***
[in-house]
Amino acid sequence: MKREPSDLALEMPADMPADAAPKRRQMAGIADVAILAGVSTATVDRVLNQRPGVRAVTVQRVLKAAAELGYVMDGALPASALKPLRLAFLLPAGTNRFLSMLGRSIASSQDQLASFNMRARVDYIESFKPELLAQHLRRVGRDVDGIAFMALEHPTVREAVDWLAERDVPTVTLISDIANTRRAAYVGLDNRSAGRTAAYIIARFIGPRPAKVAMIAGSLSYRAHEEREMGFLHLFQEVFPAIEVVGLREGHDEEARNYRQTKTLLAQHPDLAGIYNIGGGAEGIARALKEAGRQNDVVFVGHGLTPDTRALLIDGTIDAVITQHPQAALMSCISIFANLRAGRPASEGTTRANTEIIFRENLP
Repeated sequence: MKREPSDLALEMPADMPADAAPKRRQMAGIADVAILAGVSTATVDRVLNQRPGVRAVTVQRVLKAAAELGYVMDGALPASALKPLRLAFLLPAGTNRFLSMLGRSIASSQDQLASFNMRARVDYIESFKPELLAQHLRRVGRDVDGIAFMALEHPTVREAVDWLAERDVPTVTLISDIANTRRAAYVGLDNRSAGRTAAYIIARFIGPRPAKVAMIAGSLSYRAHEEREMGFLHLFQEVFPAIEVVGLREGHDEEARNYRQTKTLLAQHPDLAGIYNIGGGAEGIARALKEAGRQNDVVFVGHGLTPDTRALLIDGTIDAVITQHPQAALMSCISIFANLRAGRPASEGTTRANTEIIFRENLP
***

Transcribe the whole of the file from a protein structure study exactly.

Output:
[in-house]
Amino acid sequence: MKREPSDLALEMPADMPADAAPKRRQMAGIADVAILAGVSTATVDRVLNQRPGVRAVTVQRVLKAAAELGYVMDGALPASALKPLRLAFLLPAGTNRFLSMLGRSIASSQDQLASFNMRARVDYIESFKPELLAQHLRRVGRDVDGIAFMALEHPTVREAVDWLAERDVPTVTLISDIANTRRAAYVGLDNRSAGRTAAYIIARFIGPRPAKVAMIAGSLSYRAHEEREMGFLHLFQEVFPAIEVVGLREGHDEEARNYRQTKTLLAQHPDLAGIYNIGGGAEGIARALKEAGRQNDVVFVGHGLTPDTRALLIDGTIDAVITQHPQAALMSCISIFANLRAGRPASEGTTRANTEIIFRENLP
Repeated sequence: MKREPSDLALEMPADMPADAAPKRRQMAGIADVAILAGVSTATVDRVLNQRPGVRAVTVQRVLKAAAELGYVMDGALPASALKPLRLAFLLPAGTNRFLSMLGRSIASSQDQLASFNMRARVDYIESFKPELLAQHLRRVGRDVDGIAFMALEHPTVREAVDWLAERDVPTVTLISDIANTRRAAYVGLDNRSAGRTAAYIIARFIGPRPAKVAMIAGSLSYRAHEEREMGFLHLFQEVFPAIEVVGLREGHDEEARNYRQTKTLLAQHPDLAGIYNIGGGAEGIARALKEAGRQNDVVFVGHGLTPDTRALLIDGTIDAVITQHPQAALMSCISIFANLRAGRPASEGTTRANTEIIFRENLP